According to redistricting board member Melanie Bahnke, appointed to the body by Alaska Supreme Court Chief Justice Joel Bolger, she had proposed a Senate map that kept both Eagle River House districts paired together. Instead, Bahnke said that member Bethany Marcum, appointed by Gov. Mike Dunleavy, introduced a proposal to break up Eagle River and pair its House districts with other areas less self-evidently connected to one another. Then, according to Bahnke, that proposal was hurriedly jammed through and voted on by the two other Republican appointees, with insufficient discussion about its merits and pitfalls.
“What happened here came as a complete surprise. And I don’t appreciate that,” Bahnke said after the measure was approved 3 to 2.
“Our outcome has resulted in the silencing or muzzling or muffling of — whatever term you want to use — of a particular segment of Alaska voters,” Bahnke said to board members in later remarks.
Bahnke is president and CEO of Kawerak Inc., the Bering Strait region’s Alaska Native nonprofit. Marcum is CEO of the Alaska Policy Forum. Borromeo is executive vice president and general counsel for the Alaska Federation of Natives.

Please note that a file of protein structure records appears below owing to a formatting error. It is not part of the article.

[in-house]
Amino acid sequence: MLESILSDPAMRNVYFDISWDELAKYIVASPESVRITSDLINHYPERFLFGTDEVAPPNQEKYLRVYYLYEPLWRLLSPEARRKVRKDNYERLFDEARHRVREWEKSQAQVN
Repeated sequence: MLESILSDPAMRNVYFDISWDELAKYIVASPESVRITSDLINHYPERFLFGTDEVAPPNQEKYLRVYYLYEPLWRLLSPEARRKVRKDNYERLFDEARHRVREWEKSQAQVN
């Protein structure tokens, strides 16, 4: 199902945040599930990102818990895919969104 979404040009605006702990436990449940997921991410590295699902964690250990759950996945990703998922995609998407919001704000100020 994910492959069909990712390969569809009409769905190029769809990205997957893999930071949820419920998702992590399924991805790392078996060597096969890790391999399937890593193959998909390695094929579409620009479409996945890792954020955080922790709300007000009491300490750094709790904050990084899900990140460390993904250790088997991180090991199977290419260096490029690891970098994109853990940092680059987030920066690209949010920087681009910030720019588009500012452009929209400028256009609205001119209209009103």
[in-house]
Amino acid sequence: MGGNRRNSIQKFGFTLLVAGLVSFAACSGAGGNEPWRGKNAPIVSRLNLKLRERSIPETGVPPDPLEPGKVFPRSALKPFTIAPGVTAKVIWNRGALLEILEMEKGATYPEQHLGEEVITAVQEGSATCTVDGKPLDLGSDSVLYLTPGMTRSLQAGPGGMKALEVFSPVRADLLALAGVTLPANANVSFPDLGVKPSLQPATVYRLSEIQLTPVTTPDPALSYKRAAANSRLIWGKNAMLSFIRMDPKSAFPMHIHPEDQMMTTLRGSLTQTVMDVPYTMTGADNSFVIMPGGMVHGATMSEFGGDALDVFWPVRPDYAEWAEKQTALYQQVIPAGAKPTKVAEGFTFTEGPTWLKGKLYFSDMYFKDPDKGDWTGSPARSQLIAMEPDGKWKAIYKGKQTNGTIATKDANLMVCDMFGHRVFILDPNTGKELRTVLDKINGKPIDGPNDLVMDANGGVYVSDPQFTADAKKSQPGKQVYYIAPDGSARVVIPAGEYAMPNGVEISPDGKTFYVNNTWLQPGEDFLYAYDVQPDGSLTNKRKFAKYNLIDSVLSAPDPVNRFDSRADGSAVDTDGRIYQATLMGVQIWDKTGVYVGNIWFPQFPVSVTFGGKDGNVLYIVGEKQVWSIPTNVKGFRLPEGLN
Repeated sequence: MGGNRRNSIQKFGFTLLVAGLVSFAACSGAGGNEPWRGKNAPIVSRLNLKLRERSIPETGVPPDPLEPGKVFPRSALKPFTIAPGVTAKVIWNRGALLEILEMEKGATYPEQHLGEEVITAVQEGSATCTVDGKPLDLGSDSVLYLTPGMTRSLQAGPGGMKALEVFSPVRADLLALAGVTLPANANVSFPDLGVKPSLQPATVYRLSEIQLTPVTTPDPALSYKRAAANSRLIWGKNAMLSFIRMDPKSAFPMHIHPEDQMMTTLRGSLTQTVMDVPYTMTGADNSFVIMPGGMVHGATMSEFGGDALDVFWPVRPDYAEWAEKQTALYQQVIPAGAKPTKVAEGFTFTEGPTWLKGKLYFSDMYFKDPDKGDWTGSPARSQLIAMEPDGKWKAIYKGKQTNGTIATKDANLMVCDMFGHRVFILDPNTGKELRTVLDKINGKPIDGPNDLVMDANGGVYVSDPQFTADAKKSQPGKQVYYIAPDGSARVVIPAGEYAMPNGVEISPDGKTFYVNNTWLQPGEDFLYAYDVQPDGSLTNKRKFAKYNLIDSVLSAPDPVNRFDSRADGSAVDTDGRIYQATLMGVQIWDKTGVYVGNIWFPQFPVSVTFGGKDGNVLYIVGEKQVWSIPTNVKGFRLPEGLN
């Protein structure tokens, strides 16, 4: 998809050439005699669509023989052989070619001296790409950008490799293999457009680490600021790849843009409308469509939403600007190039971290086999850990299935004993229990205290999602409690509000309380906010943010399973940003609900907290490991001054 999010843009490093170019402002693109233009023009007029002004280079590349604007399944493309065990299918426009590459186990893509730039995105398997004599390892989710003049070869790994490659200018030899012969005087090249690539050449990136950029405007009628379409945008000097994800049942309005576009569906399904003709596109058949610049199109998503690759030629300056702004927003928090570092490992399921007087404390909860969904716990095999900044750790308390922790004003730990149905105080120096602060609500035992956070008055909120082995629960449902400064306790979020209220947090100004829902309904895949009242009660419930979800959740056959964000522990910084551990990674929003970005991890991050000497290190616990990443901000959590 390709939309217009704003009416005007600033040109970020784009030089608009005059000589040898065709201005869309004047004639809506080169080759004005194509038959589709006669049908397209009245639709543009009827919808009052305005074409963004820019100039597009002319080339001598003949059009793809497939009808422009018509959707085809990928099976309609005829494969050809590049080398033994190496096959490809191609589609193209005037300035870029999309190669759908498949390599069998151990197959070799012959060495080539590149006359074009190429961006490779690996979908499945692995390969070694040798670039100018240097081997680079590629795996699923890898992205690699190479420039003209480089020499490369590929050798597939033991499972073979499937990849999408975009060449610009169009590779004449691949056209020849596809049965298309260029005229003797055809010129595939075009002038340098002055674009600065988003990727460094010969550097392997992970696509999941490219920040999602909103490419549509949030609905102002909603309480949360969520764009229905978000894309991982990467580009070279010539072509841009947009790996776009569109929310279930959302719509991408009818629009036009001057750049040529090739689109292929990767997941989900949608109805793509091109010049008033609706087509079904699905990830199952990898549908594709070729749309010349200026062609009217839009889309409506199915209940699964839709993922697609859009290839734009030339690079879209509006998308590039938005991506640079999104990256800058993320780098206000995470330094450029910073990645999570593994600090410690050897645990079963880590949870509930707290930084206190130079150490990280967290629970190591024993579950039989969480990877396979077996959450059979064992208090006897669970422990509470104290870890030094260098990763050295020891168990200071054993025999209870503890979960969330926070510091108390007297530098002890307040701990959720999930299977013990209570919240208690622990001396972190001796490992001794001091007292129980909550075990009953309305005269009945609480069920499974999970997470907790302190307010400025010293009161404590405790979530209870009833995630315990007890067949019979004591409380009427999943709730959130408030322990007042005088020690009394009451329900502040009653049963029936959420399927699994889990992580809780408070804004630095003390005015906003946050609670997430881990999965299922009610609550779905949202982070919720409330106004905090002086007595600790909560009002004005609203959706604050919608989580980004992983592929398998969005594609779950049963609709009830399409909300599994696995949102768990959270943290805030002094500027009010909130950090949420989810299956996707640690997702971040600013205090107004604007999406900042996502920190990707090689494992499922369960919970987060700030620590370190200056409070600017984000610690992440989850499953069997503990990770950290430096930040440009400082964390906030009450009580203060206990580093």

[Earlier coverage: Alaska redistricting board approves new political borders, but legal challenges are expected]
Part of the rationale articulated by Marcum for breaking up Eagle River has to do with that area’s close ties with JBER, as well as some parts of East Anchorage’s relationship with the base.
Marcum did not respond to numerous phone calls, emails and messages requesting an interview.
“I believe she made a compelling case,” said board chairman John Binkley, a former Republican state legislator appointed to the board by then-Senate president Cathy Giessel of Anchorage, a Republican.
“I felt that the Senate pairings that we did were fair. And all of these are close calls. There’s any number of ways to draw these maps,” Binkley said.
(Binkley’s sons and daughter are the owners of the Anchorage Daily News, and Binkley himself does not have a role in the paper’s operations. The Binkleys are not involved in news coverage.)
According to Binkley, while a few of the Senate pairings look unconventional because they leap beyond familiar neighborhood boundaries, they do follow the law. The House districts geographically border one another, and while the communities they cover might be racially and economically mixed, the redistricting board treats all areas of the Municipality of Anchorage as part of the same socioeconomic grouping.